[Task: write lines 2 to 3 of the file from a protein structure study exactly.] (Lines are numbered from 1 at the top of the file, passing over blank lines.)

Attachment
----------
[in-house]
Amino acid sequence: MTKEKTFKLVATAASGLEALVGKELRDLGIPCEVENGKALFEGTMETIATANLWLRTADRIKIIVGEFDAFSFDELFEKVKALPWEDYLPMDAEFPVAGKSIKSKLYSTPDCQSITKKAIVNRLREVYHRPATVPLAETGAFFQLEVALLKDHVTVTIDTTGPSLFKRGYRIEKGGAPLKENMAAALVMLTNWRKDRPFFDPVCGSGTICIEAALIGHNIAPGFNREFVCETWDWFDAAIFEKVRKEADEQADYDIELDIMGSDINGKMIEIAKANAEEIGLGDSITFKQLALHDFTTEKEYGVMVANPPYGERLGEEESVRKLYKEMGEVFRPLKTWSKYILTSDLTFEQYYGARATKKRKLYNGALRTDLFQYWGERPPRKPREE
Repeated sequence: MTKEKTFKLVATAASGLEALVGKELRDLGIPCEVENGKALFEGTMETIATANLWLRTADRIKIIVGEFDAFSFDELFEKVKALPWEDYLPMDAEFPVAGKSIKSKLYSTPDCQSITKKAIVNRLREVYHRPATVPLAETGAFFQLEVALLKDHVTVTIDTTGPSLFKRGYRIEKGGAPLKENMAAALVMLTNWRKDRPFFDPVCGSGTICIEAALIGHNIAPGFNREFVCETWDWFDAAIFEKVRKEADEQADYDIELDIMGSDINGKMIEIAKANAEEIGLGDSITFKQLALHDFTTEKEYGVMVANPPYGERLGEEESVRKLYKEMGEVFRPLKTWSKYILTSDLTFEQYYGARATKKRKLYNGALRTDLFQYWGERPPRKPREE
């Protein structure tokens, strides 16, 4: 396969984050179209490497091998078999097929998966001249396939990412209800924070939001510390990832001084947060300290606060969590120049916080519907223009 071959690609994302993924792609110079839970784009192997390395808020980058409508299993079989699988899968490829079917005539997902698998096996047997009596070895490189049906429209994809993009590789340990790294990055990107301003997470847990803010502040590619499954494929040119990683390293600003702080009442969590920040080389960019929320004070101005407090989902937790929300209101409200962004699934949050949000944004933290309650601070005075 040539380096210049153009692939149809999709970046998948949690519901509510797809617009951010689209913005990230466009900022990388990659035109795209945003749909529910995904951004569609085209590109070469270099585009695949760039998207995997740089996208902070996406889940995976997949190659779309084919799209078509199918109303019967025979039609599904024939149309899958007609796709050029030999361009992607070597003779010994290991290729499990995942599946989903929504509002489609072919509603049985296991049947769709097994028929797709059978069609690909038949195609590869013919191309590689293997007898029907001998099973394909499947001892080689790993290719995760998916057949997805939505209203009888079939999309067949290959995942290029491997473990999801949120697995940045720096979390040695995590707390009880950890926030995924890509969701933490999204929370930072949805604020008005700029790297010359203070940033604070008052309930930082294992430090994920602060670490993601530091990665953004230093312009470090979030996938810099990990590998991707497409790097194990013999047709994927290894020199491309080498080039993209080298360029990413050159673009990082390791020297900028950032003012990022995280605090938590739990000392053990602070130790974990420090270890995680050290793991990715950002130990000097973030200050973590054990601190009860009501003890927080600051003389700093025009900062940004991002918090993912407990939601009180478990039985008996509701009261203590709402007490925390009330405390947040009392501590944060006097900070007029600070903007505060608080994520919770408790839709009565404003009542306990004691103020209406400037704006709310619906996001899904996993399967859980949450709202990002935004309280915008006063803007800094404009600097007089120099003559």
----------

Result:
Amino acid sequence: MTKEKTFKLVATAASGLEALVGKELRDLGIPCEVENGKALFEGTMETIATANLWLRTADRIKIIVGEFDAFSFDELFEKVKALPWEDYLPMDAEFPVAGKSIKSKLYSTPDCQSITKKAIVNRLREVYHRPATVPLAETGAFFQLEVALLKDHVTVTIDTTGPSLFKRGYRIEKGGAPLKENMAAALVMLTNWRKDRPFFDPVCGSGTICIEAALIGHNIAPGFNREFVCETWDWFDAAIFEKVRKEADEQADYDIELDIMGSDINGKMIEIAKANAEEIGLGDSITFKQLALHDFTTEKEYGVMVANPPYGERLGEEESVRKLYKEMGEVFRPLKTWSKYILTSDLTFEQYYGARATKKRKLYNGALRTDLFQYWGERPPRKPREE
Repeated sequence: MTKEKTFKLVATAASGLEALVGKELRDLGIPCEVENGKALFEGTMETIATANLWLRTADRIKIIVGEFDAFSFDELFEKVKALPWEDYLPMDAEFPVAGKSIKSKLYSTPDCQSITKKAIVNRLREVYHRPATVPLAETGAFFQLEVALLKDHVTVTIDTTGPSLFKRGYRIEKGGAPLKENMAAALVMLTNWRKDRPFFDPVCGSGTICIEAALIGHNIAPGFNREFVCETWDWFDAAIFEKVRKEADEQADYDIELDIMGSDINGKMIEIAKANAEEIGLGDSITFKQLALHDFTTEKEYGVMVANPPYGERLGEEESVRKLYKEMGEVFRPLKTWSKYILTSDLTFEQYYGARATKKRKLYNGALRTDLFQYWGERPPRKPREE